SpaceX has big plans for the latest version of its workhorse Falcon 9 rocket.
The new "Block 5" Falcon 9, which debuted Friday (May 11) with a flawless launch and first-stage landing, will take rocket reusability to bold new heights very soon if everything works out, SpaceX founder and CEO Elon Musk said.
"Our goal, just to give you a sense of how reusable we think the design can be — we intend to demonstrate two orbital launches of the same Block 5 vehicle within 24 hours, no later than next year," Musk said during a prelaunch teleconference with reporters on Friday. [See the Evolution of SpaceX's Rockets in Pictures]
Making this happen won't be easy, Musk stressed, "because there's only so much work you could even do in one day, and a bunch of it consists of transporting the rocket from its landing site back to the launch site, mounting a new satellite on the rocket and loading propellant."
Previous iterations of the two-stage Falcon 9 have been reusable, of course; before Friday's mission, SpaceX had successfully landed 24 Falcon 9 first stages and reflown such landed boosters 11 times.
These activities are part of the company's quest to develop fully and rapidly reusable rockets and spacecraft, which Musk has said could slash the cost of spaceflight enough to make ambitious goals such as Mars colonization economically feasible. (Musk has expressed a desire to also recover and re-fly the Falcon 9's upper stage and its payload fairing, the protective nose cone that surrounds satellites during launch. But SpaceX has reused just Falcon 9 first stages to date.)
So far, however, the time lag between booster landings and reflights has been significant. Take the most recent launch of a "flight-proven" Falcon 9 first stage. This April 2 liftoff, which sent SpaceX's robotic Dragon cargo capsule toward the International Space Station (ISS) on a resupply run for NASA, used a "Block 4" Falcon 9 booster whose maiden flight occurred in August 2017. (The April 2 mission also employed a pre-flown Dragon vehicle, marking another big reusability milestone for SpaceX.)
The experience and expertise SpaceX has gained in rocket reuse will help the company get future landed boosters off the ground faster and more often, Musk has said. And so will the many upgrades the company has made to the new Block 5, he added on Friday.
These upgrades include advanced "grid fins" on the first stage made of titanium (as opposed to aluminum); these help the booster steer itself back down to Earth for pinpoint vertical touchdowns.
The new fins are "capable of withstanding [temperatures] on the order of 1,000 degrees Celsius, 2,000 degrees Fahrenheit, thereabouts," Musk said. And they require "no work between flights, which is also great."
The first-stage heat shield is "also a big improvement," he added. "So, we replaced the old composite structure with a high-temperature titanium structure to support rapid reuse."
Indeed, the Block 5 first stage is designed to fly 10 times with just inspections between landing and liftoff, and perhaps 100 times or more with some maintenance work involved, Musk said. First stages of previous Falcon 9 iterations have flown a maximum of two orbital missions.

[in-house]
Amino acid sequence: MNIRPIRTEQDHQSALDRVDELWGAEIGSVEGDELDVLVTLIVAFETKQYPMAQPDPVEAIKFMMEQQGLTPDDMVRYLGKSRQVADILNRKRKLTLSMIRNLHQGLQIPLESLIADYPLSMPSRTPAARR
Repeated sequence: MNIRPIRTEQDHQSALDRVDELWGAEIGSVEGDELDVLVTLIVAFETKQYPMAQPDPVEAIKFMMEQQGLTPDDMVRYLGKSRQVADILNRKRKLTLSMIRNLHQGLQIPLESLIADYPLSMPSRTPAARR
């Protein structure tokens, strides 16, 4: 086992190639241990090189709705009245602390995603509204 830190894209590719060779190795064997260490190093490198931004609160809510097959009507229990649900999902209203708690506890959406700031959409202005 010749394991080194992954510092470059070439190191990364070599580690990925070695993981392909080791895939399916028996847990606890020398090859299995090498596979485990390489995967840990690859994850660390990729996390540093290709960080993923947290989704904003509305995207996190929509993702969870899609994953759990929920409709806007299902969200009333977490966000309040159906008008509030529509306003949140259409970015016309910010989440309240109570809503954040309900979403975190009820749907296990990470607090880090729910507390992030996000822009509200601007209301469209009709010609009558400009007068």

The Block 5 also features many reliability upgrades, which were implemented to meet NASA's stringent crew-carrying requirements. SpaceX holds a multibillion-dollar contract to fly NASA astronauts to and from the ISS, and the company will use the Block 5 and Dragon to perform these missions. (Boeing also holds a NASA commercial-crew contract, which that company will fulfill using its CST-100 Starliner capsule and United Launch Alliance Atlas V rockets.)
"It's really better in every way than the Block 4," Musk said. "This rocket is really designed to be — the intent is to be the most reliable rocket ever built."
SpaceX will probably build 30 to 50 Block 5 Falcon 9 vehicles, which will fly perhaps 300 missions or so, Musk added. But that will probably be it for the Falcon 9. The Block 5 is the last major iteration of the rocket, and SpaceX eventually aims to retire the Falcon 9, along with Dragon and the recently debuted Falcon Heavy rocket, in favor of the BFR spaceflight system, which is currently in development.
The reusable BFR, which consists of a giant rocket and a 100-person spaceship, will take people to and from Mars and also launch satellites, clean up space junk, transport passengers on superfast "point-to-point" trips around Earth and do whatever else SpaceX needs the craft to do. If everything goes well, the BFR could launch on its first Mars mission in the mid-2020s, Musk has said.
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Michael Wall is a Senior Space Writer with Space.com and joined the team in 2010. He primarily covers exoplanets, spaceflight and military space, but has been known to dabble in the space art beat. His book about the search for alien life, "Out There," was published on Nov. 13, 2018. Before becoming a science writer, Michael worked as a herpetologist and wildlife biologist. He has a Ph.D. in evolutionary biology from the University of Sydney, Australia, a bachelor's degree from the University of Arizona, and a graduate certificate in science writing from the University of California, Santa Cruz. To find out what his latest project is, you can follow Michael on Twitter.